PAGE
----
At IBM, that approach has been built into their internal training systems. Via the Your Learning platform, formal and informal courses are available to employees, with content from both within IBM and from outside. IBM Watson cognitive technology is embedded in the system, suggesting further micro-learning modules as it notices employee interest in a topic. As knowledge increases, staff can earn digital badges noting their expertise that they can share on social media platforms such as LinkedIn.
As corporations recognise that specific, technological knowledge can be gained online in a self-directed way, they are focusing more of their attention on ensuring their people have the soft skills necessary to work effectively as a team.
As IBM’s Institute for Business Value’s skills report found, the digital era has created a need for speed, which in turn requires greater transparency, less hierarchy, more fluid teams across organisation and functional boundaries and an agile culture based on experimentation.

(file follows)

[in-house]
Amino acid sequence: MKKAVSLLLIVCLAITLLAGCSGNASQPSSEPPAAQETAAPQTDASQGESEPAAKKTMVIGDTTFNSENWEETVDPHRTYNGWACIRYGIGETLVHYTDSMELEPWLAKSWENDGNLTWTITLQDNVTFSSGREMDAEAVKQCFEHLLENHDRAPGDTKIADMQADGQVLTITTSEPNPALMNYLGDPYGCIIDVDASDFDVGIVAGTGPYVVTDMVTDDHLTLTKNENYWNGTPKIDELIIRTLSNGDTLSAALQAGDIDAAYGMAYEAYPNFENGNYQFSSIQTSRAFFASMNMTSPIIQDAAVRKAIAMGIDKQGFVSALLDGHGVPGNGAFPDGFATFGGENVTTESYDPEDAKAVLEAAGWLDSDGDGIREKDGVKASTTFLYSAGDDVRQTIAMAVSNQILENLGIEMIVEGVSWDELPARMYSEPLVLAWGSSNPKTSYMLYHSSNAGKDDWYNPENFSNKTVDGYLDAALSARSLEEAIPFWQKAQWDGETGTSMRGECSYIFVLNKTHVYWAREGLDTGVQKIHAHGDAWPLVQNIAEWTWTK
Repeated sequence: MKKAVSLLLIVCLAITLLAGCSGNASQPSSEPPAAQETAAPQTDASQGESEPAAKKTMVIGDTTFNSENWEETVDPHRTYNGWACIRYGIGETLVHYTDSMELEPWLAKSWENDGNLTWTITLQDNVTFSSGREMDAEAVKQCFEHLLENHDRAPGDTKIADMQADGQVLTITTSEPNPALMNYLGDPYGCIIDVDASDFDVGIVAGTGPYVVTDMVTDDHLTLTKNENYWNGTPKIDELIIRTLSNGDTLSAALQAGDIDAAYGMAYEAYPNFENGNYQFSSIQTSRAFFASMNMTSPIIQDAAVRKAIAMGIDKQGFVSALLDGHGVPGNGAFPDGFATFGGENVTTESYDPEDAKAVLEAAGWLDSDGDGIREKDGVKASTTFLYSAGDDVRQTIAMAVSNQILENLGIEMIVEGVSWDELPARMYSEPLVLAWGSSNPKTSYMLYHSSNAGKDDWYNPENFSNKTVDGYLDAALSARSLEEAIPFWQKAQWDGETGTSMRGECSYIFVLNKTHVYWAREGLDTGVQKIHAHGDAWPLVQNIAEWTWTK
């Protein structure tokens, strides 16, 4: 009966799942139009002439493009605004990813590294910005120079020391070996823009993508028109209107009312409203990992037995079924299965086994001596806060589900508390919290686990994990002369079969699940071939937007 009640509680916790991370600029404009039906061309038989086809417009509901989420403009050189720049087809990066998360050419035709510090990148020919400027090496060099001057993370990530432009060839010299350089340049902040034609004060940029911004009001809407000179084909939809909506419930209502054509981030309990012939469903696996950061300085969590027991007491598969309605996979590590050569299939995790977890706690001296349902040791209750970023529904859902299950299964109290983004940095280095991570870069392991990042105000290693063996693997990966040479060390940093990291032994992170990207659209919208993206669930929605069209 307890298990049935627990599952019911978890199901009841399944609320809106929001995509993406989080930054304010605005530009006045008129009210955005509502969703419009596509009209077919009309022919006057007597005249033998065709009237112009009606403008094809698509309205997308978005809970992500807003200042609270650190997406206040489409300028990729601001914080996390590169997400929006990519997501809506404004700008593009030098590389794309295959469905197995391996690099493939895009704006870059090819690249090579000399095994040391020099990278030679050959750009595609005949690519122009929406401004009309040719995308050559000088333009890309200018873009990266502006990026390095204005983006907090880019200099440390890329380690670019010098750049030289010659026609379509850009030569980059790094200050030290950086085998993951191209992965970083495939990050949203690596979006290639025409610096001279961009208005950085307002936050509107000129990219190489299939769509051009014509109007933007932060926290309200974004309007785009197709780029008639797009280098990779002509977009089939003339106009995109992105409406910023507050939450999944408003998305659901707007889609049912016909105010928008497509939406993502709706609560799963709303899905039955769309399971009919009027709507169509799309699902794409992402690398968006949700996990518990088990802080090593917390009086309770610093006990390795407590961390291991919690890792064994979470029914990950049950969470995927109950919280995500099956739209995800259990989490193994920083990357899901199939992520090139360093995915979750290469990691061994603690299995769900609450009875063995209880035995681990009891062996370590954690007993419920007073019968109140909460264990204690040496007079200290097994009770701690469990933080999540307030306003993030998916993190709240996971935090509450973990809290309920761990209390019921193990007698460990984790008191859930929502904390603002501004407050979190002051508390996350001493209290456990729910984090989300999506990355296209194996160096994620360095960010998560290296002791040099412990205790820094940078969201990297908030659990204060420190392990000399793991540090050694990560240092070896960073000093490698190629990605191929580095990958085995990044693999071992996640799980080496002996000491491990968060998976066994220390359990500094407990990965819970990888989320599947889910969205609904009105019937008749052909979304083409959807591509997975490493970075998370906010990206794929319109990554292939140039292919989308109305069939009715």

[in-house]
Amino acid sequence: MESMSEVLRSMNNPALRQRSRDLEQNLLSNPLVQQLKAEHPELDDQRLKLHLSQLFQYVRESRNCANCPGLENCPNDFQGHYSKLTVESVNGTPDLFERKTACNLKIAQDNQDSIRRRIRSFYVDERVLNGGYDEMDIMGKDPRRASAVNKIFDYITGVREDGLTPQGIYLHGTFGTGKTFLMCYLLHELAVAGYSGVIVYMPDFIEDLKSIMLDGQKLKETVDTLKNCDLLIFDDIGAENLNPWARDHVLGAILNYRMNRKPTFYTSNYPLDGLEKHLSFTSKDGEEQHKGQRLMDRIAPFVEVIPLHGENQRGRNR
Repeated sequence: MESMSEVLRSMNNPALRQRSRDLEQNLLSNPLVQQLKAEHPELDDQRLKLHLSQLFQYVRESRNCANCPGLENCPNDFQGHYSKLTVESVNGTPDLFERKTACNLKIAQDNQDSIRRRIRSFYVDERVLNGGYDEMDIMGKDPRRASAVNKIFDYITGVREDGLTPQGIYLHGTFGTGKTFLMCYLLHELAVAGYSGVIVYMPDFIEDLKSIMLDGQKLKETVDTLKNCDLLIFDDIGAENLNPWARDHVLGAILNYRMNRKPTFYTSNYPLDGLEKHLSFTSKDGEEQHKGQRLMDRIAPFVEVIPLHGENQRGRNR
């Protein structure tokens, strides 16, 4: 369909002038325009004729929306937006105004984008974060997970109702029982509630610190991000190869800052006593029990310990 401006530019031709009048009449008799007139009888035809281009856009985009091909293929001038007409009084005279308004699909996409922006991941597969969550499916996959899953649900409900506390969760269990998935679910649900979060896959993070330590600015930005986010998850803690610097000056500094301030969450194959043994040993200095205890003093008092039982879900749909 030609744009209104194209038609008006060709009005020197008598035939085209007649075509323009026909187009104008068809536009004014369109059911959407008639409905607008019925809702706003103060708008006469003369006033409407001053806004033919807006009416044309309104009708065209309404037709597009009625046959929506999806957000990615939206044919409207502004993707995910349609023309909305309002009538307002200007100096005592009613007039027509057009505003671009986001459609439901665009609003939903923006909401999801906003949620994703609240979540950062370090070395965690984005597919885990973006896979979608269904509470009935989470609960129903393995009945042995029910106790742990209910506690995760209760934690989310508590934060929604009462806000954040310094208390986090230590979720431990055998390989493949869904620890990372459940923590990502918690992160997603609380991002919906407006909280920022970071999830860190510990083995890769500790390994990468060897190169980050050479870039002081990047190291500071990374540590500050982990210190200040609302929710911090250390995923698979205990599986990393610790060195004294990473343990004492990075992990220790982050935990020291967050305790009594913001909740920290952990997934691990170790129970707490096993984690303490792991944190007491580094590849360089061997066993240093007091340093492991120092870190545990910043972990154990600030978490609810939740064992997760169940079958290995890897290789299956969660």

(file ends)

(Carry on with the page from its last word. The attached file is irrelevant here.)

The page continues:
The P-TECH program is designed to prepare young people for such a workplace. While it focuses on evolving digital products such as cybersecurity, artificial intelligence and cloud computing, “it has an equal emphasis on professional skills (like) design thinking, agile workflow and critical and creative thinking,” Moffat said.
The importance of interpersonal relationships is certainly an important takeaway for MinterEllison’s Lyras. She was impressed with how employees embraced digital tools such as Yammer to create new non-work related conversations around topics like homeschooling, and video conferencing tools such as Webex to facilitate morning teas, or Friday night drinks.
But there was also a recognition of the importance of deep personal relationships, particularly for younger employees.
“Junior lawyers and consultants do benefit from learning from exposure. But does it need to be 100 per cent all the time?” Lyras said.
“The digital platforms mean you are not cut off – you can share the documents and have the conversations. So we’re quickly rethinking face-to-face learning. But social contracts are important, as is taking the time for those social contracts.”